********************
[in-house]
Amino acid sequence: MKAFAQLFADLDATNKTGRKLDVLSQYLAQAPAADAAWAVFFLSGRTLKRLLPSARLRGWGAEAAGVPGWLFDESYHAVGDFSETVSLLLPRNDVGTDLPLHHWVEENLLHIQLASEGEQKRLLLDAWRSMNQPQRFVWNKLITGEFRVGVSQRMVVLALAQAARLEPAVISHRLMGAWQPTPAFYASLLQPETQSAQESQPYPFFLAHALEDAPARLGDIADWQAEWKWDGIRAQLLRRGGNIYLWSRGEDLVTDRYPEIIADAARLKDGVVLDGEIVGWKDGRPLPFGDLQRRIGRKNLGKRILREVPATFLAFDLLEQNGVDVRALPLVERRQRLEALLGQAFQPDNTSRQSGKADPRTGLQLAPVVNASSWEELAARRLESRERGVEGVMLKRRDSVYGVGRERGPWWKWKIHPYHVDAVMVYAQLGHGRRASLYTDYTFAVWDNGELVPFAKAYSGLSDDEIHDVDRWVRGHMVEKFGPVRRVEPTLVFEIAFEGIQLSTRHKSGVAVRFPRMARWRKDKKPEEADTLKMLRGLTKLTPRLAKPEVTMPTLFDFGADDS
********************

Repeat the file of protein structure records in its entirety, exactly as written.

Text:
[in-house]
Amino acid sequence: MKAFAQLFADLDATNKTGRKLDVLSQYLAQAPAADAAWAVFFLSGRTLKRLLPSARLRGWGAEAAGVPGWLFDESYHAVGDFSETVSLLLPRNDVGTDLPLHHWVEENLLHIQLASEGEQKRLLLDAWRSMNQPQRFVWNKLITGEFRVGVSQRMVVLALAQAARLEPAVISHRLMGAWQPTPAFYASLLQPETQSAQESQPYPFFLAHALEDAPARLGDIADWQAEWKWDGIRAQLLRRGGNIYLWSRGEDLVTDRYPEIIADAARLKDGVVLDGEIVGWKDGRPLPFGDLQRRIGRKNLGKRILREVPATFLAFDLLEQNGVDVRALPLVERRQRLEALLGQAFQPDNTSRQSGKADPRTGLQLAPVVNASSWEELAARRLESRERGVEGVMLKRRDSVYGVGRERGPWWKWKIHPYHVDAVMVYAQLGHGRRASLYTDYTFAVWDNGELVPFAKAYSGLSDDEIHDVDRWVRGHMVEKFGPVRRVEPTLVFEIAFEGIQLSTRHKSGVAVRFPRMARWRKDKKPEEADTLKMLRGLTKLTPRLAKPEVTMPTLFDFGADDS